How the world's 6,000+ natural languages have arisen is mostly unknown. Yet, new sign languages have emerged recently among deaf people brought together in a community, offering insights into the dynamics of language evolution. However, documenting the emergence of these languages has mostly consisted of studying the end product; the process by which ad hoc signs are transformed into a structured communication system has not been directly observed. Here we show how young children create new communication systems that exhibit core features of natural languages in less than 30 min. In a controlled setting, we blocked the possibility of using spoken language. In order to communicate novel messages, including abstract concepts, dyads of children spontaneously created novel gestural signs. Over usage, these signs became increasingly arbitrary and conventionalized. When confronted with the need to communicate more complex meanings, children began to grammatically structure their gestures. Together with previous work, these results suggest that children have the basic skills necessary, not only to acquire a natural language, but also to spontaneously create a new one. The speed with which children create these structured systems has profound implications for theorizing about language evolution, a process which is generally thought to span across many generations, if not millennia.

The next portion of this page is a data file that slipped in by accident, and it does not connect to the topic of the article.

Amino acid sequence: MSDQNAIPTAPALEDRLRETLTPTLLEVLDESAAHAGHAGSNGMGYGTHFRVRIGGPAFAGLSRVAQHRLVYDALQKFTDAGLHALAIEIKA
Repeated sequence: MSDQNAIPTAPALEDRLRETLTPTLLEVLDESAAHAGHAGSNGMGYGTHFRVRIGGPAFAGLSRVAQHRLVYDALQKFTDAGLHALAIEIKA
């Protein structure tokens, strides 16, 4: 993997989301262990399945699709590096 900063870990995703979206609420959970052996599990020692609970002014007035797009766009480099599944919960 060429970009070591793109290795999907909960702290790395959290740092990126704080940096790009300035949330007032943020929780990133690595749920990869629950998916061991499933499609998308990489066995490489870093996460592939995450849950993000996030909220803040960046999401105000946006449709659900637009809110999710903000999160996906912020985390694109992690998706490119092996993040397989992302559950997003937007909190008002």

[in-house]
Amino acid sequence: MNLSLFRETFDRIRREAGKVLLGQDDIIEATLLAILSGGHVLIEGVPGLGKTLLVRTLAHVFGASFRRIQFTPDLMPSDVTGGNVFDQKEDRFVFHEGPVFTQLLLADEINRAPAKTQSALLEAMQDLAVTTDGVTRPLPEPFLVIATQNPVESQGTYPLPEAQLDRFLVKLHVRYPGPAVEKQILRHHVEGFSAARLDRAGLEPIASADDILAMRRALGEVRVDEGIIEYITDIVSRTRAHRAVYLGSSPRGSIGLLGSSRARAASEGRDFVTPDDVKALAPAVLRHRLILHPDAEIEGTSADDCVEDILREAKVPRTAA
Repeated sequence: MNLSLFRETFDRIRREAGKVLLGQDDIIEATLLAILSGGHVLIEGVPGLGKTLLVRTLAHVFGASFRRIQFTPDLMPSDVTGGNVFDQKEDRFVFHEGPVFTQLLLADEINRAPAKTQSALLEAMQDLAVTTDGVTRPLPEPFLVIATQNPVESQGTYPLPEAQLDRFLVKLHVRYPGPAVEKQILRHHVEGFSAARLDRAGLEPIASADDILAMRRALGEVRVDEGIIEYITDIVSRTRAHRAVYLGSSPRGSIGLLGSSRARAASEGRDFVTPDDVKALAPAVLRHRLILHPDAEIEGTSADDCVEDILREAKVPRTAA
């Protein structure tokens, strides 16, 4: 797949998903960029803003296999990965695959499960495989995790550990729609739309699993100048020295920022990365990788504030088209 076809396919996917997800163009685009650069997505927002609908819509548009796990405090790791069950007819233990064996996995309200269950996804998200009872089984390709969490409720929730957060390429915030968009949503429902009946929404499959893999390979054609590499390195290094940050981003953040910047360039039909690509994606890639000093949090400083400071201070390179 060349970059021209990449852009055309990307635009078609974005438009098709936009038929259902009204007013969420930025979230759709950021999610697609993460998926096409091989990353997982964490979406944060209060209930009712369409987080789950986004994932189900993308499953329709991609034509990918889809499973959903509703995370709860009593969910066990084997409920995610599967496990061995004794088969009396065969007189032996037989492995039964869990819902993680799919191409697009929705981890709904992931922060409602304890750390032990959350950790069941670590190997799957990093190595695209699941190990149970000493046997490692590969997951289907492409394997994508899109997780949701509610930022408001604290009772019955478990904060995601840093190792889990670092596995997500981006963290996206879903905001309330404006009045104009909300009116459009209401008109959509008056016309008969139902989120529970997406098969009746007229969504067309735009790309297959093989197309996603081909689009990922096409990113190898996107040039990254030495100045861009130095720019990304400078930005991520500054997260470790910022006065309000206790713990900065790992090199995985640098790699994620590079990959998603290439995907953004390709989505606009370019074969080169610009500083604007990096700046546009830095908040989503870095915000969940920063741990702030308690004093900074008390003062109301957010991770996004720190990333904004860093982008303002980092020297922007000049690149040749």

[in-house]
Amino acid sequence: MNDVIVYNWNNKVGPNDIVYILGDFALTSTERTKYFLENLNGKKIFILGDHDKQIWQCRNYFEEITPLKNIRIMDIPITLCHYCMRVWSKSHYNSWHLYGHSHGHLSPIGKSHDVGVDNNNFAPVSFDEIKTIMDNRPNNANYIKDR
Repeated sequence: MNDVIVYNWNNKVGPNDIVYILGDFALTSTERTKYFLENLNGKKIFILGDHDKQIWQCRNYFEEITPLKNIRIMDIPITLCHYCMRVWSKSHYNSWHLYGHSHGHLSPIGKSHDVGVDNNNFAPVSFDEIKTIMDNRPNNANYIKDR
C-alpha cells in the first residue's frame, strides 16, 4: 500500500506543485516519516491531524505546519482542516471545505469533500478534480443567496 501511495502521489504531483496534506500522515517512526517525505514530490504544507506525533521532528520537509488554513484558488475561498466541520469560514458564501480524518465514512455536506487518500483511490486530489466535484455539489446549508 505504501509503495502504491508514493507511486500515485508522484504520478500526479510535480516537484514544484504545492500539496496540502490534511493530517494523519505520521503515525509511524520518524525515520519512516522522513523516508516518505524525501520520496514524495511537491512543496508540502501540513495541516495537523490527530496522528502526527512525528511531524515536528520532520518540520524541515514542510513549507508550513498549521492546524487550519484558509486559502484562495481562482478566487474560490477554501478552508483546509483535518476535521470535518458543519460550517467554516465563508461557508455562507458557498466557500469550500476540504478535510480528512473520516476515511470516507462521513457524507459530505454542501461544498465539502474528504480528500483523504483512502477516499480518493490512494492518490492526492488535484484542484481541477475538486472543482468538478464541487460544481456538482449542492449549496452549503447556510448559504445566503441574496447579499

Keywords: cognitive development; evolution; gesture; language.